Heaven & Earth's new album, Dig, celebrates the sound of iconic '70s rock music, a time when rock was at what some consider its purist, most accessible form.
Originally an all-star project for guitarist Stuart Smith, Heaven & Earth has since evolved into a full band that includes Joe Retta (vocals), Chuck Wright (bass), Richie Onori (drums) and Arlan Schierbaum (keyboards).
Picking up where iconic bands like Deep Purple and Bad Company left off, Heaven & Earth are on a mission to resurrect the sanctity — or lat least the sound — of classic rock.
I recently spoke with Smith and Wright about the new album, their gear and more.
GUITAR WORLD: How did this album come together?
WRIGHT: Stuart called me and told me he was doing a new Heaven & Earth record and asked if I wanted to take part. I had played on the other Heaven & Earth albums, but those were more like solo records for Stuart, with a lot of guest stars on them. For this one, he wanted us all to get together in a room and hash things out. Get a real band sound going and do it for real. So we partnered up and came together as a band.
SMITH: Joe Retta [vocals] and I have been playing in Sweet for a while. He has such an amazing voice and reminds me of a young Paul Rodgers. Chuck is such a great bassist and also an amazing writer.
How would you describe the sound of Dig?
SMITH: It's a very '70s-sounding album; it's a period we all came from and can relate to. We really spent a lot of time crafting the songs to bring some of the "new" classic rock sound back to the forefront. It's become our mission statement. Chuck was the one who said it best: "It's something that has been buried for far too long!"
Let's discuss the origin of the song "No Money, No Love."
SMITH: I had just gone through a breakup in a relationship and remember having all of these emotions when I came up with the title and riff. It was from personal experience.
How did you come up with the concept for the video?
WRIGHT: We all got together with our creative director, Glen Wexler (Michael Jackson, Van Halen, Black Sabbath). He's known for creating situations that are both unusual and wonderful. That's how we came up with the album cover and the idea of a Stratocaster being pulled out of the ground.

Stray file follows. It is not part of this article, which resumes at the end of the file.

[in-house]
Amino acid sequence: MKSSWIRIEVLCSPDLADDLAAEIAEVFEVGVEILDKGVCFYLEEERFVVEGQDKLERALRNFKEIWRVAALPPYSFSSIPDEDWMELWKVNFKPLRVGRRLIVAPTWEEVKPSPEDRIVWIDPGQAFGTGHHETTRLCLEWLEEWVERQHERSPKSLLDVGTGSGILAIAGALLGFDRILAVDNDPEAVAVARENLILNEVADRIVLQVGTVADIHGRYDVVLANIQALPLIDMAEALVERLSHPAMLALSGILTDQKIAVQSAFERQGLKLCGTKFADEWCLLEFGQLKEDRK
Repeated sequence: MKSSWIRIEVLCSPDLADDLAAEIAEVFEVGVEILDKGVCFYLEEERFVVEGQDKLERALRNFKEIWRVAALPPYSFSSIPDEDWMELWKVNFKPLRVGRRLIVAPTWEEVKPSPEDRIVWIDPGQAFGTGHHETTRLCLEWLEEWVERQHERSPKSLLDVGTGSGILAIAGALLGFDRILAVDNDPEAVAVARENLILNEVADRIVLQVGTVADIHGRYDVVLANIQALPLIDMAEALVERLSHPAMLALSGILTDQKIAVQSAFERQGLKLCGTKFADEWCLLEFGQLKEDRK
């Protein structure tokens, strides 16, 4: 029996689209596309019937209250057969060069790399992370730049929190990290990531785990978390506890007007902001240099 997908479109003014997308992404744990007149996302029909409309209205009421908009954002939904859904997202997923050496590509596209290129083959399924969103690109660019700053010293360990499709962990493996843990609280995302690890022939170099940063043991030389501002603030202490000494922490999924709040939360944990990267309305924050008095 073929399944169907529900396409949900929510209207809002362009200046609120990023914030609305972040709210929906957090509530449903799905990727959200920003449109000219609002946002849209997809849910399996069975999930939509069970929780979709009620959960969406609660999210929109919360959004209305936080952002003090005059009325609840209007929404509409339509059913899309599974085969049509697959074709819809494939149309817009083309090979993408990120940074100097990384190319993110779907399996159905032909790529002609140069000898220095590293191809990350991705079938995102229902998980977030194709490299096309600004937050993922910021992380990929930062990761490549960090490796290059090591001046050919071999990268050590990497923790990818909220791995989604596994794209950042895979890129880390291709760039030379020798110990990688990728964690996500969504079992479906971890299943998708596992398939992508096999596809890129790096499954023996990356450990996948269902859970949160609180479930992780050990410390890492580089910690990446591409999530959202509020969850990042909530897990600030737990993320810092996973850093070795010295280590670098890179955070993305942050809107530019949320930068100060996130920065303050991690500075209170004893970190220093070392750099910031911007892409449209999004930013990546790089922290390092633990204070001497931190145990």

For the video, Glen brought in the idea after we had discussed a few others. It really represented bringing back rock and roll to us. It takes place in a Victorian bordello where the female character has to choose between love and money. In the end, she chooses money and winds up being suffocated by it. It’s a storyline we'll be keeping throughout our videos; a couple that can never connect, through time.
When did you both start playing?
SMITH: My father was a jet fighter pilot who lived on the base. When I was 7, someone he knew was being transferred overseas and had a Spanish guitar hanging on their wall. He asked my dad if he thought I'd like it. So my father got me the guitar and gave me classical lessons. I played for several years, never really having any interest in rock music.
Then one night, I got dragged by some friends of my parents to a Deep Purple concert. Suddenly, I saw this guy all dressed in black come running up to the end of the stage and start tearing up these incredible classical runs with such emotion and volume that it just blew me away. I instantly became a huge fan, and that was what turned me on to rock music and bands like Free and Black Sabbath. Years later, I met Ritchie [Blackmore], and we became friends and he mentored me. I couldn't have asked for a better teacher. He's the best in the world.
WRIGHT: I started when I was 14. I was in military school for almost nine years, and my first gig was at a fraternity party. I made $75 that night, drank my first beer and remember all the girls said I was cute. That was when I told my mom, "I think I want to do this instead of military school!" [laughs].
Stuart, what's your current setup like?
SMITH I like to use old '70s Strats with the big headstocks. I modify them quite a bit including having the necks slightly scalped, which is Richie's idea. I've also been using a Marshall Major, which is one of Richie's old amps he gave me.
What satisfies you the most about Dig and Heaven & Earth?
SMITH: The biggest satisfaction for me is that it’s a band, and I’m really looking forward to getting this group out on the road and touring.
WRIGHT: We tried to go for a very analog, '70s rock sound with polish. It's definitely an old-school record. I like to say it's one of those albums you'd discover deep within the vaults at Atlantic Records. One that was recorded way back then that no one had ever had a chance to listen to, until now!
James Wood is a writer, musician and self-proclaimed metalhead who maintains his own website, GoJimmyGo.net. His articles and interviews are written on a variety of topics with passion and humor. You can follow him on Twitter @JimEWood.